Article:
Congress leader Jairam Ramesh, on Friday, slammed the Modi government for passing the buck for the delays in GST compensation payments to states, asking them to borrow to make up for the shortfall.
Taking to Twitter, the Rajya Sabha MP and former union minister criticised the government, saying that it is now shifting the responsibility to states, "telling them that they should borrow to make up shortfalls". He added that this is "abdicating Centre's legal obligations" and that states should oppose it "tooth and nail".
Parliament passed a law that Centre will compensate states for GST shortfalls for 5 years. Centre is now passing the buck to states telling them they should borrow to make up shortfalls. This is abdicating Centre's legal obligations. Pathetic! States should oppose tooth and nail.Jairam Ramesh (@Jairam_Ramesh) August 28, 2020
Following the 41st GST council meeting on Thursday, the government placed two options before the states: to provide a special window to the states, in consultation with the RBI, for the borrowing of Rs 97,000 crore at a reasonable interest rate, which can be repaid from cess collection after five years of GST implementation, ending 2022; or to borrow the entire Rs 2.35 lakh crore GST revenue shortfall under the special window.
Ramesh also came down heavily on the Centre in another tweet, citing a media report which cornered the government for pinning much of the responsibility for GST compensation delays on COVID-19 pandemic, revealing that the payment backlog preceded the coronavirus shock by almost a year.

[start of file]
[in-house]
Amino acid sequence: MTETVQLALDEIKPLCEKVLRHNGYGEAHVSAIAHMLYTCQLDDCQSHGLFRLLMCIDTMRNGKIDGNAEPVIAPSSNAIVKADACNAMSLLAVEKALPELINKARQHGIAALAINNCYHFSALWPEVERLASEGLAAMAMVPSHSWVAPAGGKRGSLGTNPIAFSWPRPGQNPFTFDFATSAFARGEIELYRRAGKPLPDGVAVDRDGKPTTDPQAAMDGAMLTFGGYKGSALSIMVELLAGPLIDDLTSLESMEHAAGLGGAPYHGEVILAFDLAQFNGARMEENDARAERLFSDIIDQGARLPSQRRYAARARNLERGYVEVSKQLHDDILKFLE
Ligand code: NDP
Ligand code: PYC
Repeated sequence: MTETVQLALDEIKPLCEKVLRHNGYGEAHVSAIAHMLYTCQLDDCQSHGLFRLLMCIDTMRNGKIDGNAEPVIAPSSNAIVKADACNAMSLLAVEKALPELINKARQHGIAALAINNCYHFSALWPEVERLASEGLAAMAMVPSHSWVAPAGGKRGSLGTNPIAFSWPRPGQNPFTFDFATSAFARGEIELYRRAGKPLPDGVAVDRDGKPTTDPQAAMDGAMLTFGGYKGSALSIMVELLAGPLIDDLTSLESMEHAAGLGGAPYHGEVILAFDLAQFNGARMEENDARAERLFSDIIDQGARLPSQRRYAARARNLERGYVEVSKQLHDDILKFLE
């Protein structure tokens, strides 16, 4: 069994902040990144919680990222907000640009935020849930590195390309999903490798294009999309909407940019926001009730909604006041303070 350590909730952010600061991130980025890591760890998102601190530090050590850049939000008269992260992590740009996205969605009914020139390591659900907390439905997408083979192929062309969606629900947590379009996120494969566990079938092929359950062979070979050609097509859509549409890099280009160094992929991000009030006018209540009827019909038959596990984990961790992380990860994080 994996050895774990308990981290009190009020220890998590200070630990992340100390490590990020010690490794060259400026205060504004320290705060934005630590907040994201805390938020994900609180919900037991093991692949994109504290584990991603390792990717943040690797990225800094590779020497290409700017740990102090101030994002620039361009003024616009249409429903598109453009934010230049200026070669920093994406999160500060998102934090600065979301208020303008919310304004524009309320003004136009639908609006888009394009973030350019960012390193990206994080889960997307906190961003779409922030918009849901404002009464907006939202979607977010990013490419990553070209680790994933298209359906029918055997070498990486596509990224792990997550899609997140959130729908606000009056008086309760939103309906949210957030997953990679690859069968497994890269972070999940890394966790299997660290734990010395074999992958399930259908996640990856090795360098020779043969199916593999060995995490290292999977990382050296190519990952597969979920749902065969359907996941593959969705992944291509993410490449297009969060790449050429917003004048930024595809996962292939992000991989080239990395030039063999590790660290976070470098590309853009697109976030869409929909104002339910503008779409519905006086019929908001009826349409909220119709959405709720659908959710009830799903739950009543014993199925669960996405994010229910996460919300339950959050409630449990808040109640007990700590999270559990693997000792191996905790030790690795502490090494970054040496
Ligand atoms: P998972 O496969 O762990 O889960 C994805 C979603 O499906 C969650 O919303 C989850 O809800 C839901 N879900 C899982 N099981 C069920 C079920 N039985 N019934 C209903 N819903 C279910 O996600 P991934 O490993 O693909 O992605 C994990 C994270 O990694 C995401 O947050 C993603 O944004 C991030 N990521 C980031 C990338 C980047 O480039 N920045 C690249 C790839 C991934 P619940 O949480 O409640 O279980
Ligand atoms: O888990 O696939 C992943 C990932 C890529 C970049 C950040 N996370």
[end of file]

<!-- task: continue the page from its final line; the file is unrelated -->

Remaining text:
The report, published in the Indian Express, said the Centre delayed GST compensation payments to states by almost a year - when payments due for August-September 2019 were pushed. The delay trickled down to subsequent payouts that followed.
The report further added that the economic slowdown, which has been underway for around three years now, started to have a detrimental impact on GST revenue collections in August last year.
Thus, the GDP growth rate, consecutively, slowed from 5.2 per cent in April-June 2019 to 4.4 per cent in July-September, and further to 4.1 in October-December, and to 3.1 per cent in the January-March quarter. The slowdown in GDP growth rate reflected in gross GST revenue, which also decelerated in August to Rs 98,203 crore, to further contract by 2.7 per cent (year-on-year contraction) in September 2019 to Rs 91,917 crore, and posting a 5.3 per cent contraction in October to Rs 95,380 crore.
Citing this report, Ramesh asked the Finance Minister Nirmala Sitharaman if the downward trend in quarterly GDP growth numbers was "also an 'Act of God' or Act of Master Actor?"
Quarterly GDP Growth ratesJairam Ramesh (@Jairam_Ramesh) August 28, 2020
Q2 2018-19 7.1%
Q3 2018-19 6.6%
Q4 2018-19 5.8%
Q1 2019-20 5.0%
Q2 2019-20 4.5%
Q3 2019-20 4.7%
Q4 2019-20 3.1%
Was this also an Act of God or Act of Master Actor, Madam Finance Minister? @nsitharaman https://t.co/f1j5uZJrkj
The government had first acknowledged the problem of delay in GST compensation payment in the 37th GST Council meeting held in Goa in September 2019 when it indicated that the amount of cess available in the compensation fund at the end of February shall be insufficient for compensation payment (for states' loss of revenue) "till the bi-monthly period of December-January".
The GST Council had, on November 27, 2019, wrote to states that the GST and compensation cess collections in the prior few months had become an issue and that the recompense requirements are "unlikely to be met".
This prompted several states to raise the issue time and again, asking for their share of revenues.
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